Long gone are the days when women in the UK expected to be kept by their husbands: the reality for most of us is that we work hard to achieve our career goals, and strive for financial independence.
If a woman does settle down with someone else, and start a family, she is highly likely to return to work: with rising costs, a two-salary household has become the norm in order to make ends meet.
And if one partner does decide to take primary responsibility for child care or other domestic duties, there’s no reason it has to be the mother.
But equality is still being fought for: the battle is not yet won.
An imbalance in money, and therefore in power, in your relationship can be the root of many problems, so it is something that you and your partner need to address head on to resolve financial problems in your relationship.Money is the root of many relationship problems, even if you have plenty of it. Click To Tweet
How to Handle Finances in a Relationship
1. Who Holds The Purse Strings?
The phrase “to hold the purse strings” has been in use in English since the medieval period.
It’s important because the implication is that whoever has the money in the purse has the right to decide how to spend it. But in order to maintain equilibrium in your relationship, this isn’t necessarily going to work.
There are many reasons why one of you might be earning more than the other, even if you are both working the same hours in similarly demanding roles.
And on top of this, the input that you both put in to your home, or to raising your children, can’t be quantified solely in financial terms.
2. So What is a Fair Solution?
There is no one size fits all solution to the problem: what is considered to be fair by one couple might be considered grossly unfair by another.
This means that you have to talk openly about your thoughts and feelings about money and power, and both of you have to be sensitive to how the other person might feel.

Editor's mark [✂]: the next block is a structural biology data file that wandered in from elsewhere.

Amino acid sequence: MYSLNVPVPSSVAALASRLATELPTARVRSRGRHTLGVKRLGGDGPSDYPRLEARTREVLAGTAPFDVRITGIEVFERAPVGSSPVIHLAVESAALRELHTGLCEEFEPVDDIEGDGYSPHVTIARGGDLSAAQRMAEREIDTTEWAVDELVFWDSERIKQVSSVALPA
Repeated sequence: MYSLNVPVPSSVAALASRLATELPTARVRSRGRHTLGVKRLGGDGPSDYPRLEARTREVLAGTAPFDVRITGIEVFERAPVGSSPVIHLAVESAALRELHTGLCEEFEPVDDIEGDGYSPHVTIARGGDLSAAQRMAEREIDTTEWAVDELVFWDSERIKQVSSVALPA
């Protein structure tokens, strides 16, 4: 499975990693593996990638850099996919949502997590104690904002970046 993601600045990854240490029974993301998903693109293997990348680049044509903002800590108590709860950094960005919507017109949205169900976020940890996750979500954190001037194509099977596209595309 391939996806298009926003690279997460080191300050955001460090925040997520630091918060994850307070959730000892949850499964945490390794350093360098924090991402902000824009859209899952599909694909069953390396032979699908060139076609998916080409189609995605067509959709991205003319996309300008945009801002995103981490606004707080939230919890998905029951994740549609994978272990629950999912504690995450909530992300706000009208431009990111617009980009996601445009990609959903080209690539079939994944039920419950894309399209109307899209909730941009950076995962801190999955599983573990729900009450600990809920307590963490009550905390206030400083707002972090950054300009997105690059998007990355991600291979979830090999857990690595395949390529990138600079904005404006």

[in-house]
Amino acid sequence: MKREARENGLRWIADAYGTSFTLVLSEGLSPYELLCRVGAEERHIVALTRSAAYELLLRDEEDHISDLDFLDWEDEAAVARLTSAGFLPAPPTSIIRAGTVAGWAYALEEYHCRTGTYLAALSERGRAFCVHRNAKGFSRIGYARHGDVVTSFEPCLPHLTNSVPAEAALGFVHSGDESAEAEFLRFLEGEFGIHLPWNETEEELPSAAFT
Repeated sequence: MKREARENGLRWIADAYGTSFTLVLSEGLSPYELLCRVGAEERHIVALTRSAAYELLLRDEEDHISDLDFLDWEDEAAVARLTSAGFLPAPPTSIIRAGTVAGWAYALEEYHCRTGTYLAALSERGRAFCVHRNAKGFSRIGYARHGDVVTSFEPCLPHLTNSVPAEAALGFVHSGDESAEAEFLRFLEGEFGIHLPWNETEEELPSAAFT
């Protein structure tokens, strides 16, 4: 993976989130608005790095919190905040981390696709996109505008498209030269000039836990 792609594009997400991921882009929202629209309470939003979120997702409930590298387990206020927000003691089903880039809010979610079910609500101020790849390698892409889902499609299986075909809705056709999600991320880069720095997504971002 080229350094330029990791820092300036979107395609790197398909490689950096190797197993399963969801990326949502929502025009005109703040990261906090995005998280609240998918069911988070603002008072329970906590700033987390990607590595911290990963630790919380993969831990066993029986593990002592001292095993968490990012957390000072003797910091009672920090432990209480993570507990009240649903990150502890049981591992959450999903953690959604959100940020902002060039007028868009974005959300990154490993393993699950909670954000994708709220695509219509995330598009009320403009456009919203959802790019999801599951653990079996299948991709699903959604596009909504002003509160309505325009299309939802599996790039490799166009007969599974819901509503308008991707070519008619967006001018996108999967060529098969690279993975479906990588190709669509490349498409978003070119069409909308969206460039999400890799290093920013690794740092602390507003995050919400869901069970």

If you are the main breadwinner in your relationship, it can be tempting to assume the right to decision making, particularly regarding how money is spent.
But just as generations of women felt powerless when lacking financial independence, so too can men when the roles are reversed, and that’s not healthy for either of you.
3. The Not-So-Fun Stuff…
The keys to a workable, fair solution are honesty and mutual respect.
You both need to be honest about what you earn, what you spend, and what contributions – financial and non-financial – you can realistically make to your shared life and the responsibilities which come with it.
Be prepared to justify, unemotionally, what you say, and answer each other’s questions without becoming defensive. This is not a point scoring exercise but a way to find a fair balance of money and power.
If you are unsure what you are spending, you need to keep a list. It’ll help you to budget for the future in any case.
Discuss your spending together, including addressing thorny topics like what constitutes essential and discretionary spending, that pair of new shoes, or the money spent down the pub.
In this way you’ll both get a clear understanding of all the expenses you have (many of which would otherwise be overlooked), and what each of you feels is important.
4. What is the Way Forward?
The result of this exercise might well be that you or your partner feels that they are carrying a disproportionate financial burden.
If this is the case, the perceived disparity in money and power will fester, but there are a couple of ways of dealing with it before it becomes a problem.
One option, of course, is that the aggrieved party reduces their contribution to joint expenditure, and their partner increases their contribution by a corresponding amount.
This might be done, for example, by reducing spending on alcohol, going out, clothes, etc. and instead putting that money towards rent or bills. But that isn’t always an option, especially if one of you has given up paid work completely for a while, for example to provide childcare.
In this case you need to look beyond the money: what other contributions is this person making to your lives? What value does their contribution have? You might consider the money saved by not having to pay nursery fees or for a cleaner.
You might also factor in the qualitative benefits of your kids being raised by a parent, your partner being less stressed, having someone keep an eye on elderly parents and living in a harmonious environment.
5. What’s Next?
An inequality in income and spending needn’t damage your relationship, but hiding it, ignoring it, or taking advantage of the power discrepancy it can create will undoubtedly be harmful to you both.
What can you do to create a more equitable relationship with your partner? How will you identify and address feelings of powerlessness before they become a problem?